Managing Unredeemed Gift Certificates and Initiation Fees in Golf Course Businesses

   As seen in Golf Business March/April 2024   

By Ronnie Miles, NGCOA, Senior Director of Advocacy


Enticing golfers to purchase gift certificates for friends and family is a time-honored tradition in our golf course businesses. Pro shops have been offering this service for many years. However, questions often arise about unredeemed gift certificates. Also, many private clubs offer refundable initiation fees, prompting the need for clear financial management.
Unredeemed Gift Certificates:
One common question is about the shelf life of unredeemed gift certificates. How long should the books be kept open on these certificates, and when does this liability convert to a cash asset? Typically, it's essential to have a clear policy in place. Many businesses operate with a timeframe, after which unredeemed certificates are considered null and can be converted into revenue. These are now considered unclaimed property.
Refundable Initiation (refundable equity) Fees:
As part of their tradition, private clubs sometimes offer refundable equity to their members. Proper accounting for these funds is crucial. What happens when the member leaves and fails to request the return of their refundable equity? These are now considered unclaimed property. Businesses should establish transparent guidelines for managing these fees, ensuring accurate financial reporting. Learn more on this topic from Mitch Stump’s Club Tax Book.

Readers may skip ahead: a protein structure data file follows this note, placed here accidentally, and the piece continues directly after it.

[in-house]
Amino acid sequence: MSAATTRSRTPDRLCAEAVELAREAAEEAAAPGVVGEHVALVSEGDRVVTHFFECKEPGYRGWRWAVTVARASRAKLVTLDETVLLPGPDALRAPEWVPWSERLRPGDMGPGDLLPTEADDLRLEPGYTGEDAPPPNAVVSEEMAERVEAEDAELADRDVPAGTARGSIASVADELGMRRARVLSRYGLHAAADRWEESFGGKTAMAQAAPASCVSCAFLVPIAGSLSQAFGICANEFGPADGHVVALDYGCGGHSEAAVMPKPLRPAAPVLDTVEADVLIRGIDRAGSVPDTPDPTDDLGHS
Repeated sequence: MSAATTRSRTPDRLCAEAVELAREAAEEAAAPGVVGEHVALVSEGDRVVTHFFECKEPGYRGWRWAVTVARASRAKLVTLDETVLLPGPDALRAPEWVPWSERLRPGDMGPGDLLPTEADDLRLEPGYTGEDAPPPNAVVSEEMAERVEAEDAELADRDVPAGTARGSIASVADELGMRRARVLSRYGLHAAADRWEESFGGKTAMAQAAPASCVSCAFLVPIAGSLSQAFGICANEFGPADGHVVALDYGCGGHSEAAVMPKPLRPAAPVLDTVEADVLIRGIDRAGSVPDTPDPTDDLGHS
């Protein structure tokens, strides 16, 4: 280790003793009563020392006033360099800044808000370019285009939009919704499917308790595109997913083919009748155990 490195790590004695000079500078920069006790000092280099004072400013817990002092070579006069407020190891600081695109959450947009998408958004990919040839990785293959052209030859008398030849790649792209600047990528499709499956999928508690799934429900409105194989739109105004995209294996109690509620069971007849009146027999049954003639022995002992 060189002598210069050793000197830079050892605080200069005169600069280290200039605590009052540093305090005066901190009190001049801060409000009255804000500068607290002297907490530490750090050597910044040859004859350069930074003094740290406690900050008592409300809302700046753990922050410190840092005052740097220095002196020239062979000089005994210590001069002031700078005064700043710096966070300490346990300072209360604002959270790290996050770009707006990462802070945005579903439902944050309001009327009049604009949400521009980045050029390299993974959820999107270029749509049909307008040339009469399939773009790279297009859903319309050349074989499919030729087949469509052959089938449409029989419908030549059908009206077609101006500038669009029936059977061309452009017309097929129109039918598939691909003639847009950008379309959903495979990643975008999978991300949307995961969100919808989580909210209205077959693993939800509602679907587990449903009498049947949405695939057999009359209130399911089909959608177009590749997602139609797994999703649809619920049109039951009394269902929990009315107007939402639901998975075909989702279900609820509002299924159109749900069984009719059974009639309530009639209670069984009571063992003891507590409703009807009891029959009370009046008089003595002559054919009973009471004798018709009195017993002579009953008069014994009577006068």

Escheatment and Unclaimed Property:
Another facet to consider is the possibility of abandoned funds or unused gift certificates becoming subject to escheatment. Laws regarding unclaimed property vary by state, but the common trend is that most states require transferring unclaimed abandoned property to the state treasurer after five years. This process, known as escheatment, involves transferring unclaimed assets to the state or government. The value of the gift certificate triggering escheatment also varies by state.
Purpose of Escheatment:
Escheatment serves a dual purpose. It protects the property rights of the owners, preventing holders from utilizing the property for personal gain. Simultaneously, it provides a revenue source for the state, contributing to funding public programs and services.
In conclusion, while holiday promotions and refundable fees are cherished traditions in golf course businesses, a well-defined financial strategy for managing unredeemed certificates and initiation fees, along with understanding escheatment laws, is essential for maintaining a sound and compliant operation.
We encourage you to review your state’s escheatment regulation. NGCOA has compiled a list of state escheatment laws to assist our owners and operators in learning how your state treats unredeemed gift certificates. Click here to learn when your state declares your gift certificates dormant. Many of these laws' guidance on gift certificates may be vague. Contact your state treasurer’s office if you have questions.


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